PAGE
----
Business process management (BPM) is a systemic approach for capturing, designing, executing, documenting, measuring, monitoring and controlling both automated and non-automated processes to meet the objectives and business strategies of a company.
BPM embraces the conscious, comprehensive, and increasingly technology-enabled definition, improvement, innovation, and maintenance of end-to-end processes. Through this systemic and conscious management of processes,
companies achieve better results faster and more flexibly.
Through BPM, processes can be aligned with the business strategy, and so help to improve company performance as a whole thanks to the optimization of processes within business divisions or even beyond company borders. What end-to-end process really means is from start to finish. The goal is to understand and thus assess and improve an entire process not just its components.
New projects almost always involve one of the 3 options :
1. The client wants to improve a process using Information Technology (IT).
2. The client wants current processes documented.
3. The client wants to introduce entirely new processes.
A vast majority of the time, we encounter the first scenario: the client seeks to improve a process with IT. The motivation often is a desire to improve efficiency, for example, to use software to eliminate manual keying or rekeying of data. A client may want to implement IT-based monitoring and analysis of routine processes based on key performance indicators (KPIs).
The second scenario, documenting processes, usually comes about because the client needs documentation to guide the work of the people involved. Another rationale is that the documentation is mandated by regulation or required to obtain certification such as ISO 9000.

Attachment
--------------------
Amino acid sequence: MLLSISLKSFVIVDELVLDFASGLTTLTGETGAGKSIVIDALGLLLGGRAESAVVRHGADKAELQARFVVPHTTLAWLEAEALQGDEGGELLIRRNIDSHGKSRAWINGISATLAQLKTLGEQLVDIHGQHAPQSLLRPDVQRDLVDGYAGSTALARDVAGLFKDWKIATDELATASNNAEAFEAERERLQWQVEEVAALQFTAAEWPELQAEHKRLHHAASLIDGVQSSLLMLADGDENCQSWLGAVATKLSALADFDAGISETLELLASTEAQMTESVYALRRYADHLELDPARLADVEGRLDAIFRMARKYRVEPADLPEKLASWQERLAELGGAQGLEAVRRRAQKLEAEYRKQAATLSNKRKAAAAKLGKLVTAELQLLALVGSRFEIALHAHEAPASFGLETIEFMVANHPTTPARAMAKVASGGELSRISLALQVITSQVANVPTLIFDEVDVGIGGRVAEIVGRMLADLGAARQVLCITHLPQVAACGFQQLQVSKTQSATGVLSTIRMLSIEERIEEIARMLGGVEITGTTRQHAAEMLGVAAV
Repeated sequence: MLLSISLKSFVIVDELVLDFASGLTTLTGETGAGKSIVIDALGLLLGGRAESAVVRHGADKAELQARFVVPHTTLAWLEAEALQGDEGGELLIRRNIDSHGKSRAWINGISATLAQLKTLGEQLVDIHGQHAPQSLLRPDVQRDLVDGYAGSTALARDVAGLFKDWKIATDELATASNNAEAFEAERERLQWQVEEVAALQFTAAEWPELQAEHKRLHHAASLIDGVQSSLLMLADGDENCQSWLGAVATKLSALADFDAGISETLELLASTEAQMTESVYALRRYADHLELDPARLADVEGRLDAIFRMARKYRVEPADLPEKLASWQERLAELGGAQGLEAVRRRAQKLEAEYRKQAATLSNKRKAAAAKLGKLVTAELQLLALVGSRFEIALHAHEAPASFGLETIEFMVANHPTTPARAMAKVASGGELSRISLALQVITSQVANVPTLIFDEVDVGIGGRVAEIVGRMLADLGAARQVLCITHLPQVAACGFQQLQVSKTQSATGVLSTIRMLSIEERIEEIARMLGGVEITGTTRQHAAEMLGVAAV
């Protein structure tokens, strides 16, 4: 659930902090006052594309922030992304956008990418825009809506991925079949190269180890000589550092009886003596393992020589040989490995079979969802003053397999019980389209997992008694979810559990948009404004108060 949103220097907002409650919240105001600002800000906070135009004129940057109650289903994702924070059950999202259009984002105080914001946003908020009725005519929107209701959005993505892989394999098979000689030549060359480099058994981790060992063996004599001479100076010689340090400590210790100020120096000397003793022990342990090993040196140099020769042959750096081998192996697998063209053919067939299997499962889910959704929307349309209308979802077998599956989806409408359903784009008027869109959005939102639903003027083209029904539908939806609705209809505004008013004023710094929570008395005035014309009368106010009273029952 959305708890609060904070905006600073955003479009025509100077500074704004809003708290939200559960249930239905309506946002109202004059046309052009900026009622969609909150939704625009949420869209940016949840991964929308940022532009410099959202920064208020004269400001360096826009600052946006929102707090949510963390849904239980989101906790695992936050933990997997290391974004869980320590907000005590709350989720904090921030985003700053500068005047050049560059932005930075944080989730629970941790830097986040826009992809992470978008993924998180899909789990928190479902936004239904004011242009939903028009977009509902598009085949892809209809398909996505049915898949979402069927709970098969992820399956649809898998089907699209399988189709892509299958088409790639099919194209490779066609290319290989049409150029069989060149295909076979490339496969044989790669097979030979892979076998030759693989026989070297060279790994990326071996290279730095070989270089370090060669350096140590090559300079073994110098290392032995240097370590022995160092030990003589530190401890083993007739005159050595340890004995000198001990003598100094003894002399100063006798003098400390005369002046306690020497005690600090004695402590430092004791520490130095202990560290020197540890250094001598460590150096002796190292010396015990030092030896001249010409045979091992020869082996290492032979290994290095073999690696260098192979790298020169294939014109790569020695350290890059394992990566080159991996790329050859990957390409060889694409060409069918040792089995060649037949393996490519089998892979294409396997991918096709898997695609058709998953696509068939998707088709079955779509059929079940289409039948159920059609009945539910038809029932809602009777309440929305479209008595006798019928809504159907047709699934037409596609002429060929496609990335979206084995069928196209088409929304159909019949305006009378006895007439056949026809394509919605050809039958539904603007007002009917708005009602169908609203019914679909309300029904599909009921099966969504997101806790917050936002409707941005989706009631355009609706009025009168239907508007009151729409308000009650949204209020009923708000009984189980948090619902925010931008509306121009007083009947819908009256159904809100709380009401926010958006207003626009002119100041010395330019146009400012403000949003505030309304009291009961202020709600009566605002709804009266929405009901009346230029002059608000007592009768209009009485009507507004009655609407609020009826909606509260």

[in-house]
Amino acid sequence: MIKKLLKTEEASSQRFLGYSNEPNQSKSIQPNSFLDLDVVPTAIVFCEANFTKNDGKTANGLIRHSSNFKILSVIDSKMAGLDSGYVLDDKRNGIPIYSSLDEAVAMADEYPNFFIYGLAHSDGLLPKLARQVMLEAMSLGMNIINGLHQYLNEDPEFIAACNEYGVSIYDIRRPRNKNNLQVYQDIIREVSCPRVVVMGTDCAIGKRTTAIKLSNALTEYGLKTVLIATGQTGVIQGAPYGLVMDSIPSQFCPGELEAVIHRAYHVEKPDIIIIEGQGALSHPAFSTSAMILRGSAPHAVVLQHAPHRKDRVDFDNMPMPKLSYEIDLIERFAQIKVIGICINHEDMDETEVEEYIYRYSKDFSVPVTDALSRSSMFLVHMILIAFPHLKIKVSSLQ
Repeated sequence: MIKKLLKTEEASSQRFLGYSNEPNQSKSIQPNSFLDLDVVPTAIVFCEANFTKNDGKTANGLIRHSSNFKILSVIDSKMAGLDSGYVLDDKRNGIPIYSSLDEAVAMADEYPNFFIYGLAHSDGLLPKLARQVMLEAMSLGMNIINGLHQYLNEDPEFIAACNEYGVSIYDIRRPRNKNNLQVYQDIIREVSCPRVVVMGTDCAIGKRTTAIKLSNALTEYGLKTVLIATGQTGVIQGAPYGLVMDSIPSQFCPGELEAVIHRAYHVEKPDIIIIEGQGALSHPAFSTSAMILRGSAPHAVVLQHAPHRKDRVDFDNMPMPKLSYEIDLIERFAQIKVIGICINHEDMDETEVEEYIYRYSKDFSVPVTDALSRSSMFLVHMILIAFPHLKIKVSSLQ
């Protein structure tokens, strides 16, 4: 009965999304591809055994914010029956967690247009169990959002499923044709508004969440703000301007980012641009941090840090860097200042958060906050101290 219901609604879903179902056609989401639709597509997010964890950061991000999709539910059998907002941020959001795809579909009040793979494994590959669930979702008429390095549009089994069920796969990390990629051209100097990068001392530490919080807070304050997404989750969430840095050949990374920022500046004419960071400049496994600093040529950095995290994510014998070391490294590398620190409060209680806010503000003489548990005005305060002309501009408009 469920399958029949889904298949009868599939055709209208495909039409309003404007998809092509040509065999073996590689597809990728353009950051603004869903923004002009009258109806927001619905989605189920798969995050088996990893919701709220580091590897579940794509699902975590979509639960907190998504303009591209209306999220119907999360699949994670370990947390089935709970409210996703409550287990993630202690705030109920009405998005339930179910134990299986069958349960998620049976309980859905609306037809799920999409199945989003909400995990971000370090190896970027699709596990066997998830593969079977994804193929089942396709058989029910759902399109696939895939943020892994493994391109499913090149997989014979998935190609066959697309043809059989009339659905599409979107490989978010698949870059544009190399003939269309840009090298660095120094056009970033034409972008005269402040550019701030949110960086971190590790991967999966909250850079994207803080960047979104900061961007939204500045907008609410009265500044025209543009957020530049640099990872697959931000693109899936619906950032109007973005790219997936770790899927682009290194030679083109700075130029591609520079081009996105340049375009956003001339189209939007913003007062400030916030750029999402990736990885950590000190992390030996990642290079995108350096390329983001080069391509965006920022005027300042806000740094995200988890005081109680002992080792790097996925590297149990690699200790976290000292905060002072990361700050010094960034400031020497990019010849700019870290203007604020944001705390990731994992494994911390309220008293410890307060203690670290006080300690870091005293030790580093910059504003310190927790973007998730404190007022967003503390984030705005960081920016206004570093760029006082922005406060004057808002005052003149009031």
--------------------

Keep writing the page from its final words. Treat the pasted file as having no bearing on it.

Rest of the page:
The third scenario happens least often. We find that when companies want to introduce entirely new processes, it is usually because they are being forced to adapt to changed market conditions, develop new channels of distribution, or introduce new products.
BPM, process management, or whatever you want to call it, is not an end in itself.
We always recommend introducing BPM in steps. Each step should yield a practical, measurable benefit that justifies the time and effort that it took to accomplish. Once the justification of the first step is established, take the next step. You may think that this approach produces solutions isolated from each other, but what we mean to emphasize here is the controlled nature of the approach. Each step contributes to the big picture.